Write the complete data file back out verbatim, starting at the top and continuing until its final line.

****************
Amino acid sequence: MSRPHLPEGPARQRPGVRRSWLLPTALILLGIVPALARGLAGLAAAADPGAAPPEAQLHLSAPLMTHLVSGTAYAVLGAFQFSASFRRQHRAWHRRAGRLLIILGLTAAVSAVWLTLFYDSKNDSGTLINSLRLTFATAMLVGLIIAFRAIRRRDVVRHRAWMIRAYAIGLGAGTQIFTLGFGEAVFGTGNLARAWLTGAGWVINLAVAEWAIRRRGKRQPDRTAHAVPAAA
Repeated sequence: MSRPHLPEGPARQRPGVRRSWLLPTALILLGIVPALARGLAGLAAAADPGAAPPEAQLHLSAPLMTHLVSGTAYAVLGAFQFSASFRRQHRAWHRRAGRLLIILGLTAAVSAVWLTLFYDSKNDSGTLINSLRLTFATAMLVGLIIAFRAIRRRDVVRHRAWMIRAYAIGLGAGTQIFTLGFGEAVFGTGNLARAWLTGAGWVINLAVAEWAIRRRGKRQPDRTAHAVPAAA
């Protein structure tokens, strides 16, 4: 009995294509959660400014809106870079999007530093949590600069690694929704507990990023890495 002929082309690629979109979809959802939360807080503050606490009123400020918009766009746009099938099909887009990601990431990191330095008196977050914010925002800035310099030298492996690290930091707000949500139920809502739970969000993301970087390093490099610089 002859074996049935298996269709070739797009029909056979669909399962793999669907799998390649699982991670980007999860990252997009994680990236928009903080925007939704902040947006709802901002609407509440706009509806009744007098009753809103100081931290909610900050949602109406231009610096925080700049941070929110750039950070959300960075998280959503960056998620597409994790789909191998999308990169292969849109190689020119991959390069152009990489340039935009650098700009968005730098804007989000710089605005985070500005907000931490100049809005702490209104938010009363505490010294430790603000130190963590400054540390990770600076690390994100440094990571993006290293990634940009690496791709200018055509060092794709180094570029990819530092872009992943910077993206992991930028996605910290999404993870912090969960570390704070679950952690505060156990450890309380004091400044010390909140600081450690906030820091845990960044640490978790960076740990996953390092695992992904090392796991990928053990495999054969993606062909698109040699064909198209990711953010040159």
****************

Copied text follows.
Amino acid sequence: MSRPHLPEGPARQRPGVRRSWLLPTALILLGIVPALARGLAGLAAAADPGAAPPEAQLHLSAPLMTHLVSGTAYAVLGAFQFSASFRRQHRAWHRRAGRLLIILGLTAAVSAVWLTLFYDSKNDSGTLINSLRLTFATAMLVGLIIAFRAIRRRDVVRHRAWMIRAYAIGLGAGTQIFTLGFGEAVFGTGNLARAWLTGAGWVINLAVAEWAIRRRGKRQPDRTAHAVPAAA
Repeated sequence: MSRPHLPEGPARQRPGVRRSWLLPTALILLGIVPALARGLAGLAAAADPGAAPPEAQLHLSAPLMTHLVSGTAYAVLGAFQFSASFRRQHRAWHRRAGRLLIILGLTAAVSAVWLTLFYDSKNDSGTLINSLRLTFATAMLVGLIIAFRAIRRRDVVRHRAWMIRAYAIGLGAGTQIFTLGFGEAVFGTGNLARAWLTGAGWVINLAVAEWAIRRRGKRQPDRTAHAVPAAA
């Protein structure tokens, strides 16, 4: 009995294509959660400014809106870079999007530093949590600069690694929704507990990023890495 002929082309690629979109979809959802939360807080503050606490009123400020918009766009746009099938099909887009990601990431990191330095008196977050914010925002800035310099030298492996690290930091707000949500139920809502739970969000993301970087390093490099610089 002859074996049935298996269709070739797009029909056979669909399962793999669907799998390649699982991670980007999860990252997009994680990236928009903080925007939704902040947006709802901002609407509440706009509806009744007098009753809103100081931290909610900050949602109406231009610096925080700049941070929110750039950070959300960075998280959503960056998620597409994790789909191998999308990169292969849109190689020119991959390069152009990489340039935009650098700009968005730098804007989000710089605005985070500005907000931490100049809005702490209104938010009363505490010294430790603000130190963590400054540390990770600076690390994100440094990571993006290293990634940009690496791709200018055509060092794709180094570029990819530092872009992943910077993206992991930028996605910290999404993870912090969960570390704070679950952690505060156990450890309380004091400044010390909140600081450690906030820091845990960044640490978790960076740990996953390092695992992904090392796991990928053990495999054969993606062909698109040699064909198209990711953010040159």